The Deultum Amulet Discovery: Bulgaria's Earliest Christian Artifact Revealed!

Archaeology | March 6, 2024, Wednesday // 10:00|  views

Facebook: National Archaeological Reserve Deultum - Debelt

A recent discovery at the National Archaeological Reserve and ancient Roman colony Deultum near the village of Debelt in Sredets municipality is believed to be the earliest indication of Christianity in Bulgarian lands, according to BTA reports. Unearthed during summer excavations in 2023, a silver amulet has garnered attention for its significance. After meticulous restoration and analysis of its inscription, the amulet is now on display at the reserve's museum, as announced by archaeologist Dora Todorova, the curator.

Found during last year's excavations led by Krasimira Kostova and Assoc. Dr. Ivo Cholakov from the National Archaeological Institute with a Museum at the Bulgarian Academy of Sciences (NAIM at the Bulgarian Academy of Sciences), the amulet was discovered in a burial site alongside the deceased's head. Initially thought to be a silver ingot, it was later revealed to be an amulet inscribed with the names of archangels Gabriel and Michael, along with the Guardian Christ, following restoration efforts by Silvia Borisova.

Todorova explained that the term "Guardian" (ΦΥΛΑΞ) denotes both Christ's role and the amulet's purpose of protecting its wearer. Early Christians often concealed their faith, hence Christ's representation with various symbols. In this instance, the amulet was buried with the deceased, suggesting secrecy, with Christ's name inscribed in a manner forming a cross, a common feature in early Christian inscriptions.

The interpretation and dating of the amulet were conducted by renowned epigrapher Ch. Assistant Dr. Nikolay Sharankov, in collaboration with the reserve's team for reading and publishing inscriptions unearthed during excavations. According to Krasimira Kostova, director of the National Archaeological Reserve "Deultum" - Debelt, the artifact dates back to the late second or early third century AD, marking a significant milestone in the region's Christian history.

In his analysis featured in the specialized publication Arheologia Bulgarica, Dr. Sharankov presents a compelling argument for dating the inscription as +ΡЄICTOC with ЄI instead of I. He posits that the inclusion of the cross and the naming of only Archangels Gabriel and Michael strongly suggest the amulet's connection to a Christian community. Moreover, Sharankov asserts that its dating establishes it as the oldest Christian artifact in Bulgaria, marking the earliest mention of Christ in the region.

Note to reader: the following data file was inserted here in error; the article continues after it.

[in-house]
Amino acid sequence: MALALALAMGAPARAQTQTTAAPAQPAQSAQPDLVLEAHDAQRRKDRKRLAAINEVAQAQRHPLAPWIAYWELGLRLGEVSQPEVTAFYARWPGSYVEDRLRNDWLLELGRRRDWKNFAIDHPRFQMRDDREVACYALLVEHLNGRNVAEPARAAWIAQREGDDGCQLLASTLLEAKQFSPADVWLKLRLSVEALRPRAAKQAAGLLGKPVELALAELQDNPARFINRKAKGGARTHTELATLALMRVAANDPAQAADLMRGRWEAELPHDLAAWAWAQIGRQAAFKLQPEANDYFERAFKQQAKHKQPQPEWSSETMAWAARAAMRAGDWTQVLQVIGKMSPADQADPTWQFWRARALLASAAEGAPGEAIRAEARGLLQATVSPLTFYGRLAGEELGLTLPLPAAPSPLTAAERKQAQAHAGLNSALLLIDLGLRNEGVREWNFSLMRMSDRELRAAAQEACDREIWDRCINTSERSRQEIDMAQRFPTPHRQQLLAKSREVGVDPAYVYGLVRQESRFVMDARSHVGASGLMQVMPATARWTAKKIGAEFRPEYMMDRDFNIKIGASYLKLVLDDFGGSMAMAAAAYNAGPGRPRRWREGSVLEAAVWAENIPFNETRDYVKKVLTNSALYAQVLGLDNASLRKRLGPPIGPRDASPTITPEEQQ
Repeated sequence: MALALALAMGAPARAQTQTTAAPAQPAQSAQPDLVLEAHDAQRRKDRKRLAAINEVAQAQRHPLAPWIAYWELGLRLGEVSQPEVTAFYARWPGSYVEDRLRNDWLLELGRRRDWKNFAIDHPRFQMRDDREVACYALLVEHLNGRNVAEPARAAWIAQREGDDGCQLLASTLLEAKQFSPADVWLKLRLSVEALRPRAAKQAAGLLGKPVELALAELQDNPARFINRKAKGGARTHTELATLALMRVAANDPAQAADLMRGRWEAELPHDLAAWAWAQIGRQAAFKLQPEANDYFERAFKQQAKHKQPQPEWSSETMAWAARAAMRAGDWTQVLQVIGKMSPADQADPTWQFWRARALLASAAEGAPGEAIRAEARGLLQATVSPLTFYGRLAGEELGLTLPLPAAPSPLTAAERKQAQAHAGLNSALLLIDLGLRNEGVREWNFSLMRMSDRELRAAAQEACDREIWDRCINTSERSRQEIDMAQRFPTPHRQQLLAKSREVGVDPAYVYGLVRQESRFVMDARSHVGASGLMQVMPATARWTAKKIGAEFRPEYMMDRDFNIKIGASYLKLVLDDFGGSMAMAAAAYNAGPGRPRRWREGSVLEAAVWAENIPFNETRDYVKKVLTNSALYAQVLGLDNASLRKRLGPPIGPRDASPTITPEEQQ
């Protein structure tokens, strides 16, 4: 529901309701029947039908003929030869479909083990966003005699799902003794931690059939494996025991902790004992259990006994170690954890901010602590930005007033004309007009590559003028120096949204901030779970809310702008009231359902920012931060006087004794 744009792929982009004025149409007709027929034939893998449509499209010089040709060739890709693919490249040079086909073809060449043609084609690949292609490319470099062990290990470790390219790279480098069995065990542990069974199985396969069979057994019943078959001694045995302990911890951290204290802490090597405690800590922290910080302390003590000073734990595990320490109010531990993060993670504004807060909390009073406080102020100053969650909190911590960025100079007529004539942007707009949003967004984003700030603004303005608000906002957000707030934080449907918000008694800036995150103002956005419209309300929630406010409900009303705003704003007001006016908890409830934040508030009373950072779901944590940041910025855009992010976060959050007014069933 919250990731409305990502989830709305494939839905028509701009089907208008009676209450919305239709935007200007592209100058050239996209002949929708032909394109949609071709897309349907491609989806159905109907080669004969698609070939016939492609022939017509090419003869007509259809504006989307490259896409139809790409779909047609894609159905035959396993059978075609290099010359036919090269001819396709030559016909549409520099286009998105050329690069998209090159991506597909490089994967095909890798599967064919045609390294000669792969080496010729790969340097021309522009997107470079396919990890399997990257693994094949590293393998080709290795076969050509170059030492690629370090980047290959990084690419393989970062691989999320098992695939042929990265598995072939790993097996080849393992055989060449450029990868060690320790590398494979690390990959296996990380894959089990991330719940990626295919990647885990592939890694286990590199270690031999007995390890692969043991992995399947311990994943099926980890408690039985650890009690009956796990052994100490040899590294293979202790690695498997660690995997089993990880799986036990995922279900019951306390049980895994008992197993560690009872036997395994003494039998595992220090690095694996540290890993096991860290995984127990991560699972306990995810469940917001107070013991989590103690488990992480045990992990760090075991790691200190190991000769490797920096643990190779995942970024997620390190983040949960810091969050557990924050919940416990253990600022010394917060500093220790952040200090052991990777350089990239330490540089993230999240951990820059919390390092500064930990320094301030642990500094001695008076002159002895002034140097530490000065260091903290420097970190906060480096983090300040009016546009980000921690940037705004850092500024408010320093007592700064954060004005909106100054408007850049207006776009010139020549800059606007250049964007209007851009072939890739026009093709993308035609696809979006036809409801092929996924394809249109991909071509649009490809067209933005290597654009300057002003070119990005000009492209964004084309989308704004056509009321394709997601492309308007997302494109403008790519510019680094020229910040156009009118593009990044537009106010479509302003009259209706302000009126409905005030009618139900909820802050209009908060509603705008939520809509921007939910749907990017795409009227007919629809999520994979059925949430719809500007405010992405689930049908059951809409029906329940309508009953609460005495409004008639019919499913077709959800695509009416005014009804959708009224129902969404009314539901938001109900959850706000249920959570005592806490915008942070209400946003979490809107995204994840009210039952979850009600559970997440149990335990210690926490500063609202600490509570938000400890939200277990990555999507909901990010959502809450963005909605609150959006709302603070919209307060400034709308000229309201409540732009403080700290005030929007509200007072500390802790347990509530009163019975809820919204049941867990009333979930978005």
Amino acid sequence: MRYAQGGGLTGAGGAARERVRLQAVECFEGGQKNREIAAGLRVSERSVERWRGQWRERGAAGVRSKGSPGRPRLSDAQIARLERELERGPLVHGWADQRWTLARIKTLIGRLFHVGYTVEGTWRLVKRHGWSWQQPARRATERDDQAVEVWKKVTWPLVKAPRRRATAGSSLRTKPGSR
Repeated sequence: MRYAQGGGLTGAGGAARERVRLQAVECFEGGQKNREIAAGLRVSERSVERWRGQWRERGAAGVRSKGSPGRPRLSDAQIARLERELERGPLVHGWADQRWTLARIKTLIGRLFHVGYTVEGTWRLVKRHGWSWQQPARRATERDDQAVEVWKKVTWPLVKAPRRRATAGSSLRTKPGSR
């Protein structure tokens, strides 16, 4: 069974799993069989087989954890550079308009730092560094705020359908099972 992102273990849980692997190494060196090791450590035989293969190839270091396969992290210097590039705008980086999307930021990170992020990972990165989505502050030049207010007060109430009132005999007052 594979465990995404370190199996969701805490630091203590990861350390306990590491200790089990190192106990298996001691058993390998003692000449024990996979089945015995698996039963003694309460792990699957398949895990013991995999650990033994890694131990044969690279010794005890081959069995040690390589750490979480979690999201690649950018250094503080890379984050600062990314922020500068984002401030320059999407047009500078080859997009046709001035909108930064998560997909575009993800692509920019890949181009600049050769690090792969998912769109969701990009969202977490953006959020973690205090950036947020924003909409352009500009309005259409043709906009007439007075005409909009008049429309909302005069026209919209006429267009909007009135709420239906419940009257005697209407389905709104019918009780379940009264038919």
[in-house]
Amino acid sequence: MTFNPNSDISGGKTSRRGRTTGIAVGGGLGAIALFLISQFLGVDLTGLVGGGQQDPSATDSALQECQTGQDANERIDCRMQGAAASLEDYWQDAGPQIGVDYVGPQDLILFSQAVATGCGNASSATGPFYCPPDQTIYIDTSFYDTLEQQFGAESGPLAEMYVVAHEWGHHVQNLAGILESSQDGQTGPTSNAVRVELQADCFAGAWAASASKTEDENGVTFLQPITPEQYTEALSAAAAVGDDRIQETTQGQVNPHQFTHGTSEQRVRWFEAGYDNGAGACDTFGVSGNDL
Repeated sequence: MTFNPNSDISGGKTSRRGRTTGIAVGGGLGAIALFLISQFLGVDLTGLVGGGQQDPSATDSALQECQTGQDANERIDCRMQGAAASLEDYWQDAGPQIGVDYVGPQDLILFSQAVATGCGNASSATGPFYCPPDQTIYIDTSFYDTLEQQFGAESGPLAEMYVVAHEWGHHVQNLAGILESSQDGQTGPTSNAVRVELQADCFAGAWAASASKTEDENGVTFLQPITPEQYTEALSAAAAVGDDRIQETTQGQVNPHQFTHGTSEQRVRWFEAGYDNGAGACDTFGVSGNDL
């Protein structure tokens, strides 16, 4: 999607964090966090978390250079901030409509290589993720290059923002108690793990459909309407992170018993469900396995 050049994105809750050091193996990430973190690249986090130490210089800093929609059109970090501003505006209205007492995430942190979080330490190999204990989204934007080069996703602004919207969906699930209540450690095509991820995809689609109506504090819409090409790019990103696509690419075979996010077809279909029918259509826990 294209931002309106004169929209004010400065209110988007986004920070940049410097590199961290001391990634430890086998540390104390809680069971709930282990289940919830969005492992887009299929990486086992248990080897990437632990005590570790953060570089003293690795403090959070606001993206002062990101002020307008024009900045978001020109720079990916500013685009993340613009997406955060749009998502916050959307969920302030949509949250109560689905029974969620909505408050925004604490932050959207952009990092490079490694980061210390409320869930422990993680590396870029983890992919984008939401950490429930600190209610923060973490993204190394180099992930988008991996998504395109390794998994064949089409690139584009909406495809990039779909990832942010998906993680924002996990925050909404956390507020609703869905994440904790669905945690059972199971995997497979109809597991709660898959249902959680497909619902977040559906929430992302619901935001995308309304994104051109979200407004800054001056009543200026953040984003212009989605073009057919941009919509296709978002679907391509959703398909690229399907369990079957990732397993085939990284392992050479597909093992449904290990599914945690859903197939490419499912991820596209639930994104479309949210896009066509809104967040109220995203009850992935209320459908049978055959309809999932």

"Inscriptions visible to the public rarely overtly disclosed early Christians' religious allegiance," Sharankov notes. "They often utilized innocuous symbols such as birds or fish, or veiled expressions like 'God' that didn't draw suspicion. Explicit references to Jesus Christ were rare, with one early example found in a tomb inscription from Plovdiv, ancient Philippopolis, dating back to the early 3rd century. However, in that instance, the name 'Jesus' was conveyed through a cipher—likely understood only by Christians—as the number 888. In contrast, the amulet from Deultum, concealed from prying eyes, allowed for the direct mention of Christ without ambiguity or secrecy."

According to Sharankov, the significance of discovering such an ancient Christian artifact in Deultum is unsurprising, given that the Roman colony was the earliest settlement with a documented Christian community and bishopric in the region.

Founded in the 1st century AD, Colonia Deultum served as the first Roman colony in the area, established for veterans of the VIII Augustus Legion. Archaeological study of the colony began in the 1980s, yielding a wealth of information from various sites. Notably, the Southern Necropolis of the Colony has been a focal point of exploration for several seasons.

Excavations of the necropolises have unearthed a diverse array of well-preserved artifacts, now showcased in the reserve's museum. Among the discoveries are glass embalmers and lacrimatories, medical implements, children's toys and pacifiers, jewelry, ceramics, military paraphernalia, and musical instruments, shedding light on the daily lives of Deultum's inhabitants, as explained by archaeologist Dora Todorova.

The discovery of the silver amulet at the National Archaeological Reserve and ancient Roman colony Deultum stands as a testament to the rich history and cultural significance of the region. As scholars continue to unravel its secrets and significance, this artifact provides invaluable insight into the early Christian communities that flourished amidst the Roman Empire's legacy. With each excavation and analysis, Deultum offers a window into the past, illuminating the diverse tapestry of human experience and the enduring legacy of faith and tradition. As visitors marvel at the artifacts on display in the reserve's museum, they are reminded of the profound impact of history on the present, inspiring a deeper appreciation for the complexities of our shared heritage.

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Tags: Christianity, Deultum, archaeological, Bulgaria


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